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On the wall of Velazquez's office hangs a photo collage in which a man's face is circled with red marker. The word "TRAITOR" is written beneath. That man, René Vences, is currently a mortgage banker in south St. Louis. At the request of a distant relative, he picked up Velazquez at the airport when she moved here in August 1998.
"I thought, 'This woman is crazy,'" Vences recalls with a smile. "I liked her." So began a close friendship. Velazquez already had management experience and degrees in psychology and journalism. Vences introduced her directly to the community's movers and shakers. One of them was Patricia Lange, the founder of the then-newly launched ¿Qué Pasa San Luís? newspaper. Lange hired her as an assistant who would sell advertisements.
"She was a hard worker," remembers Lange, who now lives in Mexico and Spain. "But she was very pushy with some of my clients." They had a falling out, and within months, Velazquez left the newspaper and started Red Latina in 2001.
Soon, the two rival editors were crossing paths in public — and with explosive results. Once, they nearly came to blows at a bookstore in St. Ann.
"Being Hispanic is being dramatic," explains Pinela, who remembers some of the conflicts. "There was a lot of animosity. Both felt they were deserving of the title of newspaper pioneer."
In March 2002 Velazquez got into a physical altercation with a city postal clerk. According to the police report, she walked up to the help counter at the Gravois post office while talking on her cell phone. The clerk asked her to finish her conversation off to the side before buying stamps. Minutes later, she got off the phone, paid for the stamps and then took the moistening sponge into the lobby for her own use.
The clerk asked her to bring it back. Velazquez refused. The clerk proceeded to leave her station and went into the lobby. Seconds later, the pair was wrestling on the ground, though the surveillance tape was "inconclusive" as to who started the fight.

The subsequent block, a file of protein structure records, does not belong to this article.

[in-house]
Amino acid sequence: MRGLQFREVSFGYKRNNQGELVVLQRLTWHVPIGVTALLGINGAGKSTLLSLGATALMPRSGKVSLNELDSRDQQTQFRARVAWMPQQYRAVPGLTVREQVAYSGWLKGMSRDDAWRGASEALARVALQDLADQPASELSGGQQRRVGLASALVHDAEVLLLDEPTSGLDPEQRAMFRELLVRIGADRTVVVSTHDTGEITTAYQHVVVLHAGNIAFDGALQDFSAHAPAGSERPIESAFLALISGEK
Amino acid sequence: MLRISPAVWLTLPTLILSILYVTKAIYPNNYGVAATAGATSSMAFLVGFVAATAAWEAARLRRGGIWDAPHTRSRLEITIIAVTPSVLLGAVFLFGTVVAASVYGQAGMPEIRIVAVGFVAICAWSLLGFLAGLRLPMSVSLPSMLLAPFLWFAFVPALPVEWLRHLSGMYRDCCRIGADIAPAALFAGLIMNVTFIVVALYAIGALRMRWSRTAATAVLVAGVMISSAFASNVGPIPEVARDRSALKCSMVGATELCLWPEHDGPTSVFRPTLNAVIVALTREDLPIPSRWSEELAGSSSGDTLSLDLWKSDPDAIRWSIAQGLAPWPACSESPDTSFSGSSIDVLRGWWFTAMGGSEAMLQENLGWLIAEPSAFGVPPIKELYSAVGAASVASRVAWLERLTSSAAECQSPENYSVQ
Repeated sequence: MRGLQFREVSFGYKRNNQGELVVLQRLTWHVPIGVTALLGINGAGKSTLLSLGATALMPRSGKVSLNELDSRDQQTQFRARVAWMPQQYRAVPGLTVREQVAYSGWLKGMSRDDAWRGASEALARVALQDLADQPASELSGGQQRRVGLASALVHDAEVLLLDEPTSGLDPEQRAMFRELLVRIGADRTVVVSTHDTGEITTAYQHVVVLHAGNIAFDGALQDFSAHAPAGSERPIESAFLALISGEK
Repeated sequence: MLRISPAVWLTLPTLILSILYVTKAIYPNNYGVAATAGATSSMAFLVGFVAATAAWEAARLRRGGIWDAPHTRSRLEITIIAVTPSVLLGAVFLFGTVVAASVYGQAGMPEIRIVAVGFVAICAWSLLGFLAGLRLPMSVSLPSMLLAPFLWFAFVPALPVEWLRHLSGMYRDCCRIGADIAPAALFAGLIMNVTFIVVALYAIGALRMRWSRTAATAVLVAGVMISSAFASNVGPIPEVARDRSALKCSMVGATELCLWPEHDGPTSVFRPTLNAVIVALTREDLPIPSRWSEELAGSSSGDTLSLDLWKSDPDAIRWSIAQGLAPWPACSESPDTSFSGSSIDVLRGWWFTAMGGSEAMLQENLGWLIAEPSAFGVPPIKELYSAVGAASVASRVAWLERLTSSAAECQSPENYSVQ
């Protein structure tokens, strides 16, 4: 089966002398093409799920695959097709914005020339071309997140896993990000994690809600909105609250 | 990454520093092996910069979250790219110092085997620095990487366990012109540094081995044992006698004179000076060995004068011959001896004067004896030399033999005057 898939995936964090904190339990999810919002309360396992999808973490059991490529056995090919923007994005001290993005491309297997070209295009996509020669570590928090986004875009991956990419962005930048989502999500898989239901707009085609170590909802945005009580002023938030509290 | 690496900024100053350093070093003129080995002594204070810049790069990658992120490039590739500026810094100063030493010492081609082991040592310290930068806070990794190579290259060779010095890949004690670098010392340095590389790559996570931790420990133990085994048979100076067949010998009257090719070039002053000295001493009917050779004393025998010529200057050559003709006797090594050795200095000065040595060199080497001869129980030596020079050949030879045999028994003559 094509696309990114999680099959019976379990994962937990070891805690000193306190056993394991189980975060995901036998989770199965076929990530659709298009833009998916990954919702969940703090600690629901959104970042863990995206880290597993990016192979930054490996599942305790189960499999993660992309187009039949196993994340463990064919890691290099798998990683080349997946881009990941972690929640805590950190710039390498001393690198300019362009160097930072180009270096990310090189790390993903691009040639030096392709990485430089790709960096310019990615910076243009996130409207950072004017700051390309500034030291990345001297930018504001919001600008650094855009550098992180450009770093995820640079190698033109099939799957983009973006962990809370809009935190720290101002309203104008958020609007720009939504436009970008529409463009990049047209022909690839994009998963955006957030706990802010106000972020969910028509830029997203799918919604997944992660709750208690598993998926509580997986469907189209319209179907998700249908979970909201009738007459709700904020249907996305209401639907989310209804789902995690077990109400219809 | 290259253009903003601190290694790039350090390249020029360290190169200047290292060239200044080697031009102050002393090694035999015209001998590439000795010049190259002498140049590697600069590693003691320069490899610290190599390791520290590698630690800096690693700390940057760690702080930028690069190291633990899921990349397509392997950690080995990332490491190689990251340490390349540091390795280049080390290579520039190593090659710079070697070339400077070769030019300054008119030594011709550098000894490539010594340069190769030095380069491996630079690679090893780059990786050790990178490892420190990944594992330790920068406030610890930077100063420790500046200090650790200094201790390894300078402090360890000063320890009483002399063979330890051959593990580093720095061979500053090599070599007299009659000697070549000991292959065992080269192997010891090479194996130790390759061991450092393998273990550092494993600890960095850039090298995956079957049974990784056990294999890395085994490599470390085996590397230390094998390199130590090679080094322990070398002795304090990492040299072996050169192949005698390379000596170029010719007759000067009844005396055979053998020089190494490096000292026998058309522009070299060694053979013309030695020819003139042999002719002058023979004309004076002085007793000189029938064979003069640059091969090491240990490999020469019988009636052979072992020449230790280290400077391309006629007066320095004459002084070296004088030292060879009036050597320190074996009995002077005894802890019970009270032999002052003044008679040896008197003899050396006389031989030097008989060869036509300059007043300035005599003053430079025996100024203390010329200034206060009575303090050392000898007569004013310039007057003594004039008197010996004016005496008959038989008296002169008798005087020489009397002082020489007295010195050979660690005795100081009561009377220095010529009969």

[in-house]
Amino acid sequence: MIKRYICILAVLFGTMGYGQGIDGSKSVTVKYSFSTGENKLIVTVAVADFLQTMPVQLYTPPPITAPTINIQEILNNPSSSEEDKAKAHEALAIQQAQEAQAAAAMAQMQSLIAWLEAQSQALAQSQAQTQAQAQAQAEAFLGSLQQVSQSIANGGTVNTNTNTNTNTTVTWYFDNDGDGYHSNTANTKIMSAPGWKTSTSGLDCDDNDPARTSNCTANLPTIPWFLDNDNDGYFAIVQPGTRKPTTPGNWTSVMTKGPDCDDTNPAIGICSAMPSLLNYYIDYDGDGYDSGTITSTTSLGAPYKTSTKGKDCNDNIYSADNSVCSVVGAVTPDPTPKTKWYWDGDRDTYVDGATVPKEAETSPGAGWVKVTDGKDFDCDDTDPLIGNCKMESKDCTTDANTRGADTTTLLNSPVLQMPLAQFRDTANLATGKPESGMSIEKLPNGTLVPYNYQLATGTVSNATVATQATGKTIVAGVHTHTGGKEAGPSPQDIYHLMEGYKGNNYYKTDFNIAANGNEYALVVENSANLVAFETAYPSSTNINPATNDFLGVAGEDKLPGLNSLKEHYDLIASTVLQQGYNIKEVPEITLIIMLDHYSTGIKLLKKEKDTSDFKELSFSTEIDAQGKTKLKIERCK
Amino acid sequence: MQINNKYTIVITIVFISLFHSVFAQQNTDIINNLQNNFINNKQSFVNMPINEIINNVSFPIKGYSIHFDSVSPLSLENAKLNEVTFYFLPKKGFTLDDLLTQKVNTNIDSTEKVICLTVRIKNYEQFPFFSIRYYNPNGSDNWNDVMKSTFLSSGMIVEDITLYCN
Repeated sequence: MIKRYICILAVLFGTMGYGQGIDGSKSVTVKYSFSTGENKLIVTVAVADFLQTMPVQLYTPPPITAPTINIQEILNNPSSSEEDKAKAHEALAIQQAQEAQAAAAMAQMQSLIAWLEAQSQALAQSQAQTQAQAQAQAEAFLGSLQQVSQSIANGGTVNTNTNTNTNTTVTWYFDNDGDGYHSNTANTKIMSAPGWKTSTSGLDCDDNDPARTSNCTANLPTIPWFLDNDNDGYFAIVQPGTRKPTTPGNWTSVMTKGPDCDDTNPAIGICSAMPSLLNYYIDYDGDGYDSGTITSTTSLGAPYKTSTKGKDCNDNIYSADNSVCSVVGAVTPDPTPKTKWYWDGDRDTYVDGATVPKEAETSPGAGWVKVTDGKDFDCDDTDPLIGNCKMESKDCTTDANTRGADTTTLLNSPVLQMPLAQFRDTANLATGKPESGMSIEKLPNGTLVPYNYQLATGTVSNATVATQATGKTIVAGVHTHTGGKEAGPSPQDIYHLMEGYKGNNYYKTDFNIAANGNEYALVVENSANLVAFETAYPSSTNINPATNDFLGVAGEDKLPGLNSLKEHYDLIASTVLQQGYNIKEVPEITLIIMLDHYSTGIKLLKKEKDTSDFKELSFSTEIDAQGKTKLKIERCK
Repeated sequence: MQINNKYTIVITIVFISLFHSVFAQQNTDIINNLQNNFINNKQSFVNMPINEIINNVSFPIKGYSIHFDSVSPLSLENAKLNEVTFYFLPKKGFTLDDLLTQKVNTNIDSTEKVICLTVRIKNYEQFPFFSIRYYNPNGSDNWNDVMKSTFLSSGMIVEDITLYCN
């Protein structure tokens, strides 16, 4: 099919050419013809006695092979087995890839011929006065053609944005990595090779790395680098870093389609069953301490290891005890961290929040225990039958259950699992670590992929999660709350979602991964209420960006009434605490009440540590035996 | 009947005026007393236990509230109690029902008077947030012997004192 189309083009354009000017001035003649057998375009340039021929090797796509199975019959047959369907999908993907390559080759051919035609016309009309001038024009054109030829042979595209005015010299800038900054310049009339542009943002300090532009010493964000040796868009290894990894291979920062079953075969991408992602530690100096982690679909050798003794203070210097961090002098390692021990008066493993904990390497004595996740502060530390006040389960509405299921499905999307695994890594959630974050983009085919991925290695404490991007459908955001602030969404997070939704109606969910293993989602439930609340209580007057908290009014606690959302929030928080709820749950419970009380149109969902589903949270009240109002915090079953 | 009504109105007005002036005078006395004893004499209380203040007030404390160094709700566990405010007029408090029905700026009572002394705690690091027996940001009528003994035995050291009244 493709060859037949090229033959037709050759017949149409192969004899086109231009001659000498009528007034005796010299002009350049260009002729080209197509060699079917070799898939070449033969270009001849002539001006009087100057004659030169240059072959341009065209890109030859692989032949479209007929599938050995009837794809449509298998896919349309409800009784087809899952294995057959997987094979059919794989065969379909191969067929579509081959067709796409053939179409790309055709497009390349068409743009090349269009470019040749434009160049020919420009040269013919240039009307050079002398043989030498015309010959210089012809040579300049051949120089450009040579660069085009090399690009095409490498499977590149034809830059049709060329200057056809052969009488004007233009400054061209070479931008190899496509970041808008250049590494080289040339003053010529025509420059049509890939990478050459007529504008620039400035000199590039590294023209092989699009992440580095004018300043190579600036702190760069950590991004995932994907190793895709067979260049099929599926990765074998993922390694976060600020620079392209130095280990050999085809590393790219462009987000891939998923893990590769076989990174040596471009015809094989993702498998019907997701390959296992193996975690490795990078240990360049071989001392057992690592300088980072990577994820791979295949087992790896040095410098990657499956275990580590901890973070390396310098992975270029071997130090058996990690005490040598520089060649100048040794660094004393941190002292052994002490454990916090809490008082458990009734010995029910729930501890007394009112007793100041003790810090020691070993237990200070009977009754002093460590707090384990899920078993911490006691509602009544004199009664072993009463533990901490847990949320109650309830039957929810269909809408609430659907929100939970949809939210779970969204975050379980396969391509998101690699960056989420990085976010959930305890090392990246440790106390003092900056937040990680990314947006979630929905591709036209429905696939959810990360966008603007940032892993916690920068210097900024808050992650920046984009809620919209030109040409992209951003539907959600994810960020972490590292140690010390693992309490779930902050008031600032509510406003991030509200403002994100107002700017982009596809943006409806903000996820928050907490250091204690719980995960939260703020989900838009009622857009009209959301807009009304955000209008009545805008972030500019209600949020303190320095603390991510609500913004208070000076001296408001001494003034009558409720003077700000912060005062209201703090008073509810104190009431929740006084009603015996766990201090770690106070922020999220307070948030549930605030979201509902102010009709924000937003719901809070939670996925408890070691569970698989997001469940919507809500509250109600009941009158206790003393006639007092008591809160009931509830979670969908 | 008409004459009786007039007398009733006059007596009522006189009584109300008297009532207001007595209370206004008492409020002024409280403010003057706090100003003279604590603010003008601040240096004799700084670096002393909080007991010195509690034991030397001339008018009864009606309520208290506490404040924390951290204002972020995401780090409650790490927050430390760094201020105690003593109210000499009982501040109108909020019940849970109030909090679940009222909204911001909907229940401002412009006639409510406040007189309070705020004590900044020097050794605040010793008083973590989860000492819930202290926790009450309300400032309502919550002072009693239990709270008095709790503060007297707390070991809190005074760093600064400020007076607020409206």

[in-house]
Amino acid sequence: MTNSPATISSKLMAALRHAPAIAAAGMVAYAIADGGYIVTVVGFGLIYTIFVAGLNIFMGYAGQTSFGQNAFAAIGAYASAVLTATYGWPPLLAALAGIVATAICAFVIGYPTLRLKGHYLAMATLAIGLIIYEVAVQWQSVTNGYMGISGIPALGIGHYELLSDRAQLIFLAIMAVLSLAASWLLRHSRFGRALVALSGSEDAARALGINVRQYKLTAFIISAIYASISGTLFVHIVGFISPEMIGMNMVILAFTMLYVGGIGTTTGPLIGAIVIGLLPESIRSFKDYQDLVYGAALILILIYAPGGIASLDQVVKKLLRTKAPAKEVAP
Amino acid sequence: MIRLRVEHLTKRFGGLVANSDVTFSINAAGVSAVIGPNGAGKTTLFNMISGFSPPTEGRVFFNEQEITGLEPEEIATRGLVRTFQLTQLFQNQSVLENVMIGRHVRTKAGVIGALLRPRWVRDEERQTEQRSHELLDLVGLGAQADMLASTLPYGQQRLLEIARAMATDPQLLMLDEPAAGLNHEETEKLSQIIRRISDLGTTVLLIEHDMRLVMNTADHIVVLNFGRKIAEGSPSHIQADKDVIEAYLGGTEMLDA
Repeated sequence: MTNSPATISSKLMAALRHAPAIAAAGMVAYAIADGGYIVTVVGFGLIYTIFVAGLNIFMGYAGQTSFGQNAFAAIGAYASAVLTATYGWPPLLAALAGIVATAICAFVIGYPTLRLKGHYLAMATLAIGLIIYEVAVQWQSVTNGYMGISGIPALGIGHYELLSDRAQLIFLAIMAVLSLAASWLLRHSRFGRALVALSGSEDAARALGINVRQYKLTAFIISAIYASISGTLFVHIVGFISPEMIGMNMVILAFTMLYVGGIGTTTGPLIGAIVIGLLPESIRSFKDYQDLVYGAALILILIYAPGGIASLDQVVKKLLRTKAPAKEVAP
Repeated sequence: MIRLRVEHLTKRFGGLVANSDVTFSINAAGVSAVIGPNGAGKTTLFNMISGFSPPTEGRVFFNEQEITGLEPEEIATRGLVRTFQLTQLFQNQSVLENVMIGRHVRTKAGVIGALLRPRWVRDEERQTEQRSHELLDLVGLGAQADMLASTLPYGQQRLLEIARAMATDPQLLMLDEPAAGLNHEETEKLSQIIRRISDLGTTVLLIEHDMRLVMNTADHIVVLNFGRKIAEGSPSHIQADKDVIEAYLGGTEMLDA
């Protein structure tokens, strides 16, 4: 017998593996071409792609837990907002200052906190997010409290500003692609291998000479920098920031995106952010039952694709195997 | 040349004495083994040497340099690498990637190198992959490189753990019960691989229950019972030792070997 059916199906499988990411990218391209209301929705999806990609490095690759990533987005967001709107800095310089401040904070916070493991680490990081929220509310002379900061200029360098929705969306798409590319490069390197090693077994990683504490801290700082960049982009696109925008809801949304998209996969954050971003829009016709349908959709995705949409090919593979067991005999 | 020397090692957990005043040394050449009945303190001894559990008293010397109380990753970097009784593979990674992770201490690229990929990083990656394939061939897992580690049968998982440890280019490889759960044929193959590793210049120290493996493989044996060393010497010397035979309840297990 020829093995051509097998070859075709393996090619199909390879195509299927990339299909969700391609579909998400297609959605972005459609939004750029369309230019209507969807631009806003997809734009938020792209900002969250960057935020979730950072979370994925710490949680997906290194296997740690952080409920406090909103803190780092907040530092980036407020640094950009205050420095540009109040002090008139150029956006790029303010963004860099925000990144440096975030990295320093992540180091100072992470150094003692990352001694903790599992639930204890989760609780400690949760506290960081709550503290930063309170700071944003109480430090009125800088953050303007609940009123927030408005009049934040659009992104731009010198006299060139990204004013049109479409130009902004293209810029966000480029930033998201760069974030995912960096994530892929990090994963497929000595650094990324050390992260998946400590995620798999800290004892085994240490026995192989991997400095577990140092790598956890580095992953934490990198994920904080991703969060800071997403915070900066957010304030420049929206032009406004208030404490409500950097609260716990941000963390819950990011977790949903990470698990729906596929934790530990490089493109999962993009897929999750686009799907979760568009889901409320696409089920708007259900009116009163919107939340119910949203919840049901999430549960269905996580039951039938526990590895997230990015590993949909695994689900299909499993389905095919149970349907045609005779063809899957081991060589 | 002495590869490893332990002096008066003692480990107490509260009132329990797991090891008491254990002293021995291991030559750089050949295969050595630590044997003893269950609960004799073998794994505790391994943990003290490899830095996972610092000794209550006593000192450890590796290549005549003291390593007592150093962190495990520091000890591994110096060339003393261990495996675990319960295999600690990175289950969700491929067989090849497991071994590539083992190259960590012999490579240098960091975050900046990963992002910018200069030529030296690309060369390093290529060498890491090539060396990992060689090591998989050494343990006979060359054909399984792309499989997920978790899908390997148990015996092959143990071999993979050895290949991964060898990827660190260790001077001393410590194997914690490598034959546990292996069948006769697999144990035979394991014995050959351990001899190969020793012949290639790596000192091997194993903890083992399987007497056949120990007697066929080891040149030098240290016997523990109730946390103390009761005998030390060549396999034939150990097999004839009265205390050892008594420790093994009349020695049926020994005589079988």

The clerk claimed Velazquez threw the sponge and hit her in the mouth, while Velazquez, who suffered some facial scratches, told police she was "attacked for no apparent reason." Both were given a summons for "general peace disturbance."
René Vences remembers getting the phone call to come pick her up. "I always tried to help Cecilia whenever she was in trouble," he says. He admits to having strong feelings for her at one point. "I was a little obsessed because she was ignoring me, and I was like, 'Who ignores René Vences?'"
By 2004 Velazquez had carved out a prominent place among Latinos. She'd joined the boards of both the Hispanic Leaders Group and the Hispanic Chamber of Commerce. She'd launched La Rancherita promotions and started drawing big-name bands to town. She was also lighting up the screen as cohost of Ahora San Luis, the first Spanish-language show produced in the city, and possibly the entire state, according to STL TV production manager, Andre Holman.
"I was blown away with her style and her not having an in-depth background in broadcasting," says Holman. "She's a natural." She interviewed Albert Pujols and Sammy Sosa in Spanish and one year threw out the first pitch at a Cardinals game.
She also took to the radio waves, partnering up with Mateo Mulcahy, a long-time DJ on KDHX (88.1 FM), as well as Jaime Piccozzi, Debbie Kollinger and Pinela to create Radio Cucui. What began in 2001 as a lively five-hour Saturday slot on 770 AM peaked a few years later at 30 hours of programming that spread into the workweek.
"It was a mess," recounts Velazquez. "I was the only one selling ads and collecting money. It became my job doing everything."
Mulcahy paints a different picture, saying he and Piccozzi spent countless hours recording spots and making the schedule, while Velazquez was cutting certain clients special deals without consulting anyone. While hosting her show, claims Mulcahy, she sometimes ran advertisements that directly competed with her partners' other business ventures.
"We'd spend most of the time at our meetings discussing inconsistencies with Cecilia," he continues. "It was very hard to get anything else done, and it just became untenable."
Pinela was the first partner to bow out. "It was too much anger," he says. "I don't have time for anger." By 2005 the other partners had all followed suit, and Velazquez became sole proprietor of Radio Cucui, which by then accounted for 70 percent of the station's airtime.
With a presence in radio, TV and print, Velazquez was the person that many Hispanic organizations turned to when immigration reform became a hot-button national issue in early 2006. She hesitated to get involved at first, she says, for fear that becoming the face of the local reform movement would jeopardize her legal crusade to remain stateside.
At last she relented and lent her voice to the cause. "And exactly what I thought was going to happen happened," she says.
On the morning of April 7, 2006, just two days before the big rally for immigrant rights outside the Old Courthouse, officials arrested Velazquez at her north-county home. She remembers sitting in jail, distraught, watching herself on the local news broadcasts.